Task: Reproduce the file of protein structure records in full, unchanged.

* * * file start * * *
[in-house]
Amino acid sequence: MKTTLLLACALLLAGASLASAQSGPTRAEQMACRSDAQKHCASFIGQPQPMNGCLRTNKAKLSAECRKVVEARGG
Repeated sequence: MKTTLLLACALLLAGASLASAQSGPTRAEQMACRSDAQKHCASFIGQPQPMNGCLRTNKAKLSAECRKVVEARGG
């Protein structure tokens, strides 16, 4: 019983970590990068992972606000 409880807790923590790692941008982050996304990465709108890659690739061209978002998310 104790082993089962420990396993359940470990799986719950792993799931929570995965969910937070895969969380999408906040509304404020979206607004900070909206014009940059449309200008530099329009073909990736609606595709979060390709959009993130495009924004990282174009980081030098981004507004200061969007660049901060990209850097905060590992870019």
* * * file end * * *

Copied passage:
[in-house]
Amino acid sequence: MKTTLLLACALLLAGASLASAQSGPTRAEQMACRSDAQKHCASFIGQPQPMNGCLRTNKAKLSAECRKVVEARGG
Repeated sequence: MKTTLLLACALLLAGASLASAQSGPTRAEQMACRSDAQKHCASFIGQPQPMNGCLRTNKAKLSAECRKVVEARGG
């Protein structure tokens, strides 16, 4: 019983970590990068992972606000 409880807790923590790692941008982050996304990465709108890659690739061209978002998310 104790082993089962420990396993359940470990799986719950792993799931929570995965969910937070895969969380999408906040509304404020979206607004900070909206014009940059449309200008530099329009073909990736609606595709979060390709959009993130495009924004990282174009980081030098981004507004200061969007660049901060990209850097905060590992870019």